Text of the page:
A pregnant dog requires a lot of care and maintenance to prevent major problems from occurring. Working with a vet during this period is critical to reducing the chance of troubles. Giving birth is a natural process for dogs and in most cases, the delivery will be smooth and without any complication and your bitch will effortlessly handle it without any help.
However, the proceedings should be monitored as problems can still occur and early intervention could be the difference between life and death.
Whether this is your first time or have experience dealing with a whelping dog, collaborating with your vet can help you and the dog manage the process effectively.
Whelping is simply the process of female dogs giving birth to puppies, usually in a whelping box. Also known as a whelping pen, nesting box, or helping den, a whelping box is designed to safeguard the puppies during birth as well as early life by ensuring they are contained, and safe from the risk of smothering or crushing by the mother, and protected from harsh weather.
A good veterinarian should be there to offer advice from start to finish. But most importantly, a good vet should inform you of the potential problems during and post whelping so that you prepare for any eventuality.
If your bitch is pregnant, it is critical to have knowledge of when the puppies are due as well as how many are expected. A vet should have an x-ray of your dog a week before the due date to give a general approximation of the number of expected puppies. This way, you will know if something goes wrong before they are born.
But despite the possible problems that may necessitate veterinary intervention, most vets prefer the dog to whelp in a familiar environment at home. This is because your dog may be exposed to infectious bacteria and even have a spike in maternal stress in the vet clinic.
As mentioned earlier, whelping should be seamless and without involve a vet, but a good veterinarian should inform you of the potential problems lying ahead as well as causes and treatment.
Some of the potential problems during whelping include but are not limited to:
Dystocia is the most common problem experienced by dogs during whelping. It is a term that refers to when the bitch is not progressing as expected through labor because of an issue. The issue could be:-
The bread: Breeds that are susceptible to this condition include French bulldogs, British bulldogs, and boxers.
The size and shape of the pelvic canal: This is often affected by previous fractured pelvis or breed conformation and can make delivering puppies difficult. The head-to-pelvis ratio is often used to decide the size of the pelvic canal and the larger the head size compared to the pelvis the harder it will be for the mother-to-be dog to deliver puppies.
Size of the puppies: This is a common cause of dystocia and is when the puppy is a bit larger than normal, in which case it will not fit the pelvic canal. This is usually a common occurrence when there is only one pup in the litter.
Developmental flaws: In some cases, the pups may experience development faults that lead to ballooning of certain parts of the body, making birth difficult.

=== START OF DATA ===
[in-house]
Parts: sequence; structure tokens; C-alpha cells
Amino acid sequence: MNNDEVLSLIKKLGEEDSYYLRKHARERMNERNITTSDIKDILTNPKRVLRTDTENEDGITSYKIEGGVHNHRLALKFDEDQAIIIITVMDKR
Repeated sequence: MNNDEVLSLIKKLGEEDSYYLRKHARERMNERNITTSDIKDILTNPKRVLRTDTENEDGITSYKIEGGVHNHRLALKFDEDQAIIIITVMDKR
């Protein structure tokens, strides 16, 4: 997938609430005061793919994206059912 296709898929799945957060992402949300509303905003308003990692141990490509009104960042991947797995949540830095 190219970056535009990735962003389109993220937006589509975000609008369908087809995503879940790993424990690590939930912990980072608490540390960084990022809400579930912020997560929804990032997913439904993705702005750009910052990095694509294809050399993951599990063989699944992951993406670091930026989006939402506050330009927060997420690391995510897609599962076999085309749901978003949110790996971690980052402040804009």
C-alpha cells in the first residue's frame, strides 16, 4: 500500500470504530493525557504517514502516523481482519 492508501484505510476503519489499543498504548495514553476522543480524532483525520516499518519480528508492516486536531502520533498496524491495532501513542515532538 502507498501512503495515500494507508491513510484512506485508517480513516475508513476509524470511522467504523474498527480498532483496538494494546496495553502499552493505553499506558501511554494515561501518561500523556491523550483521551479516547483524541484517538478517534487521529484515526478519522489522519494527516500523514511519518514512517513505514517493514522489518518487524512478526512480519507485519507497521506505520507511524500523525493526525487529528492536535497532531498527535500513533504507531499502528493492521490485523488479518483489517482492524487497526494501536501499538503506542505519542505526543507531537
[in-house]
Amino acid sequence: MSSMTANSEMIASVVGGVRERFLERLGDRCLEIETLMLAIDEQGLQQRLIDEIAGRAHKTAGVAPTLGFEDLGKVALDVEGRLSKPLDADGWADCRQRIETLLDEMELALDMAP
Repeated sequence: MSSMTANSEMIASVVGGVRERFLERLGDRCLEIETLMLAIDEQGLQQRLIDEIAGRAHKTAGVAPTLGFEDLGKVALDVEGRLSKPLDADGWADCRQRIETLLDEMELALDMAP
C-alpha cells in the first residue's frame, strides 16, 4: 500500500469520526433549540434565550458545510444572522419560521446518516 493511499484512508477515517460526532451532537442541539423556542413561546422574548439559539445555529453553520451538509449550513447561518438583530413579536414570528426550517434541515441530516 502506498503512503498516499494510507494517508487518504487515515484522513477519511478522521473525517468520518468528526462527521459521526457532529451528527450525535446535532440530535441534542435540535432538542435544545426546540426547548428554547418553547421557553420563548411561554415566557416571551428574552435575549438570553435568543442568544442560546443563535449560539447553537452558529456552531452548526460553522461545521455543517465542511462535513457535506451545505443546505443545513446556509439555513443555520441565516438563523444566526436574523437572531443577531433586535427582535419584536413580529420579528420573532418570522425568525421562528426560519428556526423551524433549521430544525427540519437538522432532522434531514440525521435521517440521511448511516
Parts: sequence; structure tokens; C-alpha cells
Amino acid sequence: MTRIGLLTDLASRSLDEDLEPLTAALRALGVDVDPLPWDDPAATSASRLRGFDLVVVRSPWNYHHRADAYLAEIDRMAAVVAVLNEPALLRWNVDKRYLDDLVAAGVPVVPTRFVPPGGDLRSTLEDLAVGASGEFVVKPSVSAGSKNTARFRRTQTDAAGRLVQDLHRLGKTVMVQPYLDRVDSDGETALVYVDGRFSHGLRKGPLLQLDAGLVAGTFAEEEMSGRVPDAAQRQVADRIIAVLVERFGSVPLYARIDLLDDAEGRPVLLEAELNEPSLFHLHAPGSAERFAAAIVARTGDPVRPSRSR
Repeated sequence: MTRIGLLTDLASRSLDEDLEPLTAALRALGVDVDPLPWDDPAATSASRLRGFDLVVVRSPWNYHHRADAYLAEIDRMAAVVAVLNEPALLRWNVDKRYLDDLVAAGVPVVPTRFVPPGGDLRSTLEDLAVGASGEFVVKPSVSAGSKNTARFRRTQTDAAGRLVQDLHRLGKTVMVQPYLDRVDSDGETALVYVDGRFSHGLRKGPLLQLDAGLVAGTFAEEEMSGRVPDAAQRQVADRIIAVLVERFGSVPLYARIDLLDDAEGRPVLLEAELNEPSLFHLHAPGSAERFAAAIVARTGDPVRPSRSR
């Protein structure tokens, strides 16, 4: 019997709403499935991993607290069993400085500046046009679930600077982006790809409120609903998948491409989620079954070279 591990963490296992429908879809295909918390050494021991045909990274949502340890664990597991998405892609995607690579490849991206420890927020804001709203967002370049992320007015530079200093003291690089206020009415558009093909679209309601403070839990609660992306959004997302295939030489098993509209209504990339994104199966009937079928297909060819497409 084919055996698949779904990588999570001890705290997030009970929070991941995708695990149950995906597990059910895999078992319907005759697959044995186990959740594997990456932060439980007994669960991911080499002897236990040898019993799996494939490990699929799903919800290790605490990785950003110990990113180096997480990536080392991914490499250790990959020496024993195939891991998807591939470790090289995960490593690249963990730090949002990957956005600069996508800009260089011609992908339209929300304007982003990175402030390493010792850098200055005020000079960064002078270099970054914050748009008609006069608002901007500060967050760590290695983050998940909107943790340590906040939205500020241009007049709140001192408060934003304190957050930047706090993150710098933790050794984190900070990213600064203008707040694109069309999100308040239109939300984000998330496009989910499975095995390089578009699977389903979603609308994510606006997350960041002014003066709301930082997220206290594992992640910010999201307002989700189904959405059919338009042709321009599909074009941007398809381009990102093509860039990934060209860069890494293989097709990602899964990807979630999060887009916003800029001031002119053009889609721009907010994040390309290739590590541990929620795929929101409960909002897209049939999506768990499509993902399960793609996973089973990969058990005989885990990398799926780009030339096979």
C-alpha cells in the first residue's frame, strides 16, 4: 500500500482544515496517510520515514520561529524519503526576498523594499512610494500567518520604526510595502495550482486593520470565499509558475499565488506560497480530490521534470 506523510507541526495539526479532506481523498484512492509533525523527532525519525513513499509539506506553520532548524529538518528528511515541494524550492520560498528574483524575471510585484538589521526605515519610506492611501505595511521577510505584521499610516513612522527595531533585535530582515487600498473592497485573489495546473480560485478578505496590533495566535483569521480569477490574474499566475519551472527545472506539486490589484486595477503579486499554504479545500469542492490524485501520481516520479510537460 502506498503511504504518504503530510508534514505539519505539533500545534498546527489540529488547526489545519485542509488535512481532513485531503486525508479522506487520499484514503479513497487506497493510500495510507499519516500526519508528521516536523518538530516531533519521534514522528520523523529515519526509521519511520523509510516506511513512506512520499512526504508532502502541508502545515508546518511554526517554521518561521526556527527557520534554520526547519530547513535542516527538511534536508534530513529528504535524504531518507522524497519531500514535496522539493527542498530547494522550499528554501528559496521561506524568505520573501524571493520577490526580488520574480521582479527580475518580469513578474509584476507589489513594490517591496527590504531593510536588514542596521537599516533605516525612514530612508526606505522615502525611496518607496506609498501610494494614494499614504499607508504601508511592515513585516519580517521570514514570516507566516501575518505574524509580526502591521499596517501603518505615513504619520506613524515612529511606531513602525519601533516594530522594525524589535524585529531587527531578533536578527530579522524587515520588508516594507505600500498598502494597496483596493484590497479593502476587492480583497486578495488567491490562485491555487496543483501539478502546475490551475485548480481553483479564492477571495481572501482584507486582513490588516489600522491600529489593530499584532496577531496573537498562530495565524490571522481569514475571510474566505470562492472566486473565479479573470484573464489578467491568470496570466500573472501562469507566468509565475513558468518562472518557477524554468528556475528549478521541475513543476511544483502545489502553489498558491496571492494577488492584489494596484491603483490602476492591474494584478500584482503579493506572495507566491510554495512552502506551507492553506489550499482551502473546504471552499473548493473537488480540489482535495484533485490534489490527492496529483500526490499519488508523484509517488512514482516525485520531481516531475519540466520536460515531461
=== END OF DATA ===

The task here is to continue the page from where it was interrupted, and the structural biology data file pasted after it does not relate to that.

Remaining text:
Position of the puppy: It is normal for a puppy to be born tail first or head first. However, you should be very concerned if the pup comes bottom first or sideways because it will stuck in the birth canal.
The demise of the pup in utero: In the unfortunate event that the puppy dies in utero, it can lead to unusual positioning which can impact the contraction of the uterine.
What makes a good vet for whelping?
Here are the minimum requirements for a veterinarian when it comes to whelping:
- Experience: How long has the vet been whelping? Although experience doesn’t always mean quality service, a good vet should have at least five years of whelping experience.
- Lower cases of C-section: Vets used in whelping should have a very low case of litters ending in C-section. By low, we mean below 3%.
- Blend of full-time and part-time members: A good vet team should have a good mixture of full-time and part-time professionals to help with whelping as well as raising the litter.
- Provide the soon-to-be momma dog with a loving and safe environment, including preparing a whelping box.
- Offer round-the-clock care for the whelping dog before her due date, post-labor, and beyond until she is home safely.
- Give the mother and the puppy a dose of deworming medicine (Pyrantel preferably) at two weeks, four weeks, as well as six weeks of age.
- Offer socializing training a couple of times a day to the pups.
- Remove declaws within 48 hours after delivery (this should be optional and the owner should make the call).
- Provide the best home for the puppies.
- Take care of the pups until they are ready to go home.
- Properly administer medications such as ergonovine or oxytocin to enhance uterine contractions when needed.
- Have cutting-edge equipment such as air sterilizer, oxygen concentrator, ultrasound machine, enough canister of oxygen, incubator, oxygen concentrator, and nebulizer just to mention a few.
Breeding a female dog is one of the best experiences of owning a pet. If you don’t have the experience or time to provide the best whelping services possible, you can contact vets used in whelping to provide specialized care to your female dog and its puppies.